Reformation Brewery

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I first sampled Reformation’s beer over three years ago at the launch party of artists for the North Georgia Art Ramble.  A couple of guys, with some free beer, small plastic cups, and a dream.  They made a Belgian dubbel, which was quite good, and a Brown Ale which was okay.  The others?  Not so much.  But everyone begins somewhere.


They opened a brewery on Reformation Day in 2013, which seems to have failed to take over the more common celebration of October 31st which was already refocused by the Church from its possibly pagan roots.


For a brewery with a fairly inauspicious presence, Reformation got the trappings right, with a sizable “Keeping Room,” merchandise, and places to sit/things to do.

While technically tastings are required to be free, visitors may purchase a Belgian snifter for $12 or a Stange for $10.  I opted for the latter in consideration of available cabinet space…  It’s a nice looking glass with a German heritage but not commonly used with the beers that Reformation makes.


Names and logos go a long way in defining themselves as well as, of course, to developing an affinity with its patrons.  I favor the conservative stylings here.


Shoulda played air hockey.  Next time.


Chris, later our tour guide, raised a toast to… I don’t remember exactly, but we’ll say things that should be appreciated, with a nod towards a brewery tradition of doing the same.


The tour began with a little history and an overview of the brewery’s values.  I’d say it was the values of the owners, which is fine, but failed to connect on a mission/product level.


So the story goes that one of the owners was a pilot and flew frequently to Belgium, from whence he returned with splendid Belgian beers.  His assignment was changed to Africa… which resulted in the two trying to create their own Belgian styled beers.  The friend is a Presbyterian minister, thus the nod to Martin Luther.

   Caution: Nondescript stainless steel brewing equipment depicted:


The flooring section is being finished for equipment to arrive soon, possibly drain lines.


The “tour,” which involved turning your head around once in the production area, was fairly limited beyond the usual necessary ingredients for beer, one of which is malts (German, which they mill, not crudely crushed).  It was noted that the Etowah watershed provides excellent quality for beer.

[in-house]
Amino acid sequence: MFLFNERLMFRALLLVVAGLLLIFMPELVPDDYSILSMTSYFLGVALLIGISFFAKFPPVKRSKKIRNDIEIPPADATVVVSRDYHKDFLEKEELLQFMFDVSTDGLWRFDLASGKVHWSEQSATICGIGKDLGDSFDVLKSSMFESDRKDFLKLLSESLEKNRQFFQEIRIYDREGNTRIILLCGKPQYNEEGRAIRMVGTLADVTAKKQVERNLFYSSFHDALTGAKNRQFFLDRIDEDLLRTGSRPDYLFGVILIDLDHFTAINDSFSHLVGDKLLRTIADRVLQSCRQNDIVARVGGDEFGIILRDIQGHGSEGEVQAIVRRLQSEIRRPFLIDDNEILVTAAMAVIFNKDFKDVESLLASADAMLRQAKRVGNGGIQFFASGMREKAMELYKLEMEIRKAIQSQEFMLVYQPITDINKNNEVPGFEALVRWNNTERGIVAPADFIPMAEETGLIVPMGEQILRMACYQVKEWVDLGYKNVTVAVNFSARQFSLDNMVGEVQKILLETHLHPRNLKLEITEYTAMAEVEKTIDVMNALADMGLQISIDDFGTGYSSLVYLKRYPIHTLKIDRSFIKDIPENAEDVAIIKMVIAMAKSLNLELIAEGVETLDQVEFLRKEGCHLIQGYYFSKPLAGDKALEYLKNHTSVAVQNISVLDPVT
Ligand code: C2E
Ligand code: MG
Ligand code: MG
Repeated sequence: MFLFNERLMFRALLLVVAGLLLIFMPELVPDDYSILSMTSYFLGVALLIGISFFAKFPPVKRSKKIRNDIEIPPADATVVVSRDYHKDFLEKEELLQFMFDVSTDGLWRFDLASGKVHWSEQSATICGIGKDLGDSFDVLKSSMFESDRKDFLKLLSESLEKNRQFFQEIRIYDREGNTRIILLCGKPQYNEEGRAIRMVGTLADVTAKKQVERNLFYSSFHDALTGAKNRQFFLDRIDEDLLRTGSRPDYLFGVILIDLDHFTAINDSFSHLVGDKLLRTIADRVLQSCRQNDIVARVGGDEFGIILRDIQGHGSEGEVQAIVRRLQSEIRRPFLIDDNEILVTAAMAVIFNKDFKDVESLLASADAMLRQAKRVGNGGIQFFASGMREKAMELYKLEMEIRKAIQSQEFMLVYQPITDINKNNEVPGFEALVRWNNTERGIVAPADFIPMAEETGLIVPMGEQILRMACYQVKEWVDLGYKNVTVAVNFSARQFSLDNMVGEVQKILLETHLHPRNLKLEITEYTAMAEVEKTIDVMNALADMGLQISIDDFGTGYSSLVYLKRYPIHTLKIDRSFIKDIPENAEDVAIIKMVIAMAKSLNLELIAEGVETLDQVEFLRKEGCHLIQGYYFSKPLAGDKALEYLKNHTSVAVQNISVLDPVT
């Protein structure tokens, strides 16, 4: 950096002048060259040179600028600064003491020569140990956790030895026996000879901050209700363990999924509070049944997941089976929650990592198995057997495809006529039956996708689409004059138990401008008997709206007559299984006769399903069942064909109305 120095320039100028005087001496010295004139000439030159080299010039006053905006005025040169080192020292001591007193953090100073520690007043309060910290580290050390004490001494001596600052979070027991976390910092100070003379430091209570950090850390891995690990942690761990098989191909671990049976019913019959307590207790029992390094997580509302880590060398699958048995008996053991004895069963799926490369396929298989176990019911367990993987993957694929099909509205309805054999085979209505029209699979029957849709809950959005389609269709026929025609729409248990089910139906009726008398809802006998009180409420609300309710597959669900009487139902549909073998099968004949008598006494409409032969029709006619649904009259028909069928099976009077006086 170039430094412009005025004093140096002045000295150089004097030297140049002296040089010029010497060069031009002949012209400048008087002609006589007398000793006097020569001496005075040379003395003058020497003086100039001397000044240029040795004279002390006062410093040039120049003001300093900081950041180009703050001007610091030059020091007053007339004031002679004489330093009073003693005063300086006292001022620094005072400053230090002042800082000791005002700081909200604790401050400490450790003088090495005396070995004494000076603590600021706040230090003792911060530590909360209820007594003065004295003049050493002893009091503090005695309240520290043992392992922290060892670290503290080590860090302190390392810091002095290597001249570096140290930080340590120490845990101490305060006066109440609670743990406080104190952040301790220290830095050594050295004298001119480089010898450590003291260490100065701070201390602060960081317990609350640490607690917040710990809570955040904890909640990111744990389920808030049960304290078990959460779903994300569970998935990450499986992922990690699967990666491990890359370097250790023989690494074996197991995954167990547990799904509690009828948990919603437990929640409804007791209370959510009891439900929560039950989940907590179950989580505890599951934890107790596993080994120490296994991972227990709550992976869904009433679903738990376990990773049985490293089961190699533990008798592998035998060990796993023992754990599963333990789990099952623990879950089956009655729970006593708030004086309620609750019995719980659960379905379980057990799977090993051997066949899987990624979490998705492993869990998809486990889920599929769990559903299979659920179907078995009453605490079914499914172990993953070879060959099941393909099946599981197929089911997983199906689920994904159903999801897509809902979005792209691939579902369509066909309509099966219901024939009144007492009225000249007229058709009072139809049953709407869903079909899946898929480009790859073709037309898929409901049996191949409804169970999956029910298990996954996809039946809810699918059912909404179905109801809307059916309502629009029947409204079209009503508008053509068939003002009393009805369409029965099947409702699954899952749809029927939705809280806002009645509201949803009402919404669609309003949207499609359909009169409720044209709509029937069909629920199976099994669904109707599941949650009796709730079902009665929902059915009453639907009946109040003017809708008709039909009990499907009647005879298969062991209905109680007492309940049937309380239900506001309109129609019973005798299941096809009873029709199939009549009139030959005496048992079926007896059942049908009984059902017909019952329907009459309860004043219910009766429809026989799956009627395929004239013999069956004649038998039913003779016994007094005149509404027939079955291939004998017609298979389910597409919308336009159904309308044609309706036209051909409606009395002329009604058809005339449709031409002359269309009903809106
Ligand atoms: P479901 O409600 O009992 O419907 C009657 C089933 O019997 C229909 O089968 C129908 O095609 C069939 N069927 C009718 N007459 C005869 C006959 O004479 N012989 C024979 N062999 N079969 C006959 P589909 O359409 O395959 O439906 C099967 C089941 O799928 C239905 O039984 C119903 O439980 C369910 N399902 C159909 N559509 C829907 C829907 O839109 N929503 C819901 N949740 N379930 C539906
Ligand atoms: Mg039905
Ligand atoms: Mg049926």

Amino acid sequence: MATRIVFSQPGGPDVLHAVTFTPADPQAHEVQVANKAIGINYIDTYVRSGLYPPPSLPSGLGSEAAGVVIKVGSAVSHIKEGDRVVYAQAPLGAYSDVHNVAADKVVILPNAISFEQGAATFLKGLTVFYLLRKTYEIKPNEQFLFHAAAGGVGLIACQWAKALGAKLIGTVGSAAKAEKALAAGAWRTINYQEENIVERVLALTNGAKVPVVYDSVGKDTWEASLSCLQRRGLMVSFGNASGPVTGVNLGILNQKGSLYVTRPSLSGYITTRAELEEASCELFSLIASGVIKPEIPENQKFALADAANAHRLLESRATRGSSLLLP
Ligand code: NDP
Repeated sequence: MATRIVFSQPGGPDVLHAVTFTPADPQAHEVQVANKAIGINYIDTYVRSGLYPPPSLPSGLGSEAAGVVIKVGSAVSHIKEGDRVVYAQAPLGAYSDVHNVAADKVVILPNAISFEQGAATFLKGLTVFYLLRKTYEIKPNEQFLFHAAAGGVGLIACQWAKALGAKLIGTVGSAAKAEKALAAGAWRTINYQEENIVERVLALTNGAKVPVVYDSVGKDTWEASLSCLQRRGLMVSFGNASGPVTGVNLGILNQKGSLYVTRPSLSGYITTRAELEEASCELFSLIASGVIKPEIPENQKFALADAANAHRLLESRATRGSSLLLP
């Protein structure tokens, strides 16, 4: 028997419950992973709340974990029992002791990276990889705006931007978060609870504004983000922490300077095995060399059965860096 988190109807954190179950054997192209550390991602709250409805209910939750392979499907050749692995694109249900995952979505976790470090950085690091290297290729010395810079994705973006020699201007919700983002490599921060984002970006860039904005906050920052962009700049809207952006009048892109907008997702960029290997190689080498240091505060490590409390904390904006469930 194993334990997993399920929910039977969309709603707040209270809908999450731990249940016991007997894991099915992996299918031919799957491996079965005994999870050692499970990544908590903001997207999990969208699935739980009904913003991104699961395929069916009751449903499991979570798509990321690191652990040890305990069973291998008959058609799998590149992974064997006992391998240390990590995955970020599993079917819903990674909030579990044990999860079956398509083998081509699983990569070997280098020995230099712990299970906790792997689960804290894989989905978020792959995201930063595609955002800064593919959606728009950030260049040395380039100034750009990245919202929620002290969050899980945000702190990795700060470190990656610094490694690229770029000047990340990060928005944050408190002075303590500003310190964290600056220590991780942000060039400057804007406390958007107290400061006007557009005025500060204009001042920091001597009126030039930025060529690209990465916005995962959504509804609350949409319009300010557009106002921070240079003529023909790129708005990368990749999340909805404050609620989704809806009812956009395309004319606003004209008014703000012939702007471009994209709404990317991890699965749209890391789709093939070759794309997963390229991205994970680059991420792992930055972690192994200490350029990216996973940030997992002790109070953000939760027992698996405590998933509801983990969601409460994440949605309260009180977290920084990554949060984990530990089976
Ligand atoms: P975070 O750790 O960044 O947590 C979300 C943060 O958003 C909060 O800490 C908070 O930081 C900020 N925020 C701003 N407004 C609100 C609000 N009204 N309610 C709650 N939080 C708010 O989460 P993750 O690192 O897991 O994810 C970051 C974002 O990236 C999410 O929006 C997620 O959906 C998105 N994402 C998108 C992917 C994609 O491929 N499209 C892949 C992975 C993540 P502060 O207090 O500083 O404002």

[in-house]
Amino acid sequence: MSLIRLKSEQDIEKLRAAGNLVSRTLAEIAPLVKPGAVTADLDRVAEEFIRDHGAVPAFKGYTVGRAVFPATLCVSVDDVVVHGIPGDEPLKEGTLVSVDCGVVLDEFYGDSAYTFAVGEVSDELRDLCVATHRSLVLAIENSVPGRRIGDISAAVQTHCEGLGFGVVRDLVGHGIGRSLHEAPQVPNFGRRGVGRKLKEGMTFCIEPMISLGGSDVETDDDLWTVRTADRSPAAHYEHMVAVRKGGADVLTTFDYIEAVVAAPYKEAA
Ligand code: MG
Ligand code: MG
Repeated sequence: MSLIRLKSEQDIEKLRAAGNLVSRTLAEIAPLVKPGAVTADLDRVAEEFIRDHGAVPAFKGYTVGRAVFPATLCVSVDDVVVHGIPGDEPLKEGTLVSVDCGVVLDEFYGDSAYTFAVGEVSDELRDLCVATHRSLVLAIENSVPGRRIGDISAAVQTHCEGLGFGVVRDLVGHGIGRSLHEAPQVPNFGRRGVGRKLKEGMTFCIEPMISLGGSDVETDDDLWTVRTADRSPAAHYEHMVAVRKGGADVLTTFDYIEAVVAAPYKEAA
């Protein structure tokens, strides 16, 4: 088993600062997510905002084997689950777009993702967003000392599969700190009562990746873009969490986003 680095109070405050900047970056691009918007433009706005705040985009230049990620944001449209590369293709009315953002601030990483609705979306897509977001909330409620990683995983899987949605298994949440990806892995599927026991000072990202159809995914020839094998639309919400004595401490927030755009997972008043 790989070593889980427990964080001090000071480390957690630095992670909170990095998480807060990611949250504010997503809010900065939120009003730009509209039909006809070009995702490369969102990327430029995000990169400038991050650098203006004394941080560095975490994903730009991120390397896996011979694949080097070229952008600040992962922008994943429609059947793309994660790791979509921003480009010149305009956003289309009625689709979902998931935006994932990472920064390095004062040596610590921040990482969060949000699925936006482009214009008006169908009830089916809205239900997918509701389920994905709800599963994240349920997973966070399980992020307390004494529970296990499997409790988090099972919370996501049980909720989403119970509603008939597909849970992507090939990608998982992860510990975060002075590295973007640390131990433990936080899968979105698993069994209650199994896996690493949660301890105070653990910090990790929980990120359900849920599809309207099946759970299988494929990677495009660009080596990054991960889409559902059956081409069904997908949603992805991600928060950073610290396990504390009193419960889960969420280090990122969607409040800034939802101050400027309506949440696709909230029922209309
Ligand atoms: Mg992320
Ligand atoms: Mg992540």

They have a seven barrel brewing system, which is a fairly standard entry into craft brewing as a business, but a conservative one should their market extend beyond the northwest suburbs of Atlanta (with a geographical hop over to Athens, GA soon).

Apparently in recognition of that, they will be adding a high efficiency brewing system, a term of which I had not heard before.  Apparently, these systems are rare in the U.S., but if quality can be maintained, there seems ample reasons for it.  Following this they will include both bottling and canning lines, a big statement regarding their distribution intent.

Which brings us to the beers.


The anchor beers are their core product lines.  I started with Atlas, their “redeemed” IPA.  It’s hard to rate beers.  There are so many, and it comes down to whether whatever seems distinctive from the norm will either suit you or not.  This one does.  I’d happily order it in a restaurant.  Maybe it’s the rye malts.  Why I can’t hold my phone vertically before the first beer… I don’t know.  Adds character!


Next up was Cadence, their Belgian Dubble (sic).  If I remembered how it tasted several years back, it probably tastes just as good.  This remains their leading product.


Next up was Providence, a Tripel hopped Belgian.  Normally, I’m eager for these.  It just didn’t work for me as well as I had hoped.  I’d try it again, if only to put to words what threw me off.  I hope I have the picture right… this came out fairly bright.


I also sampled the Hopped Brown Ale, which was tasty enough but a beer that I usually don’t favor without food.


The brewery has some other things in the works, including a 12% ABV beer to be called Declaration, a black IPA due out this summer, and a barrel aged Russian Imperial Stout.

If I had to do it all over again… I’d bring a pizza.  Georgia’s brewing laws don’t permit food to be served, I think, but that’s not even on the radar as brewers are still trying to be able to sell beer directly to the public rather than exclusively by distributors.


1 comment :

  1. Sorry I missed it. The Declaration is what I would have wanted!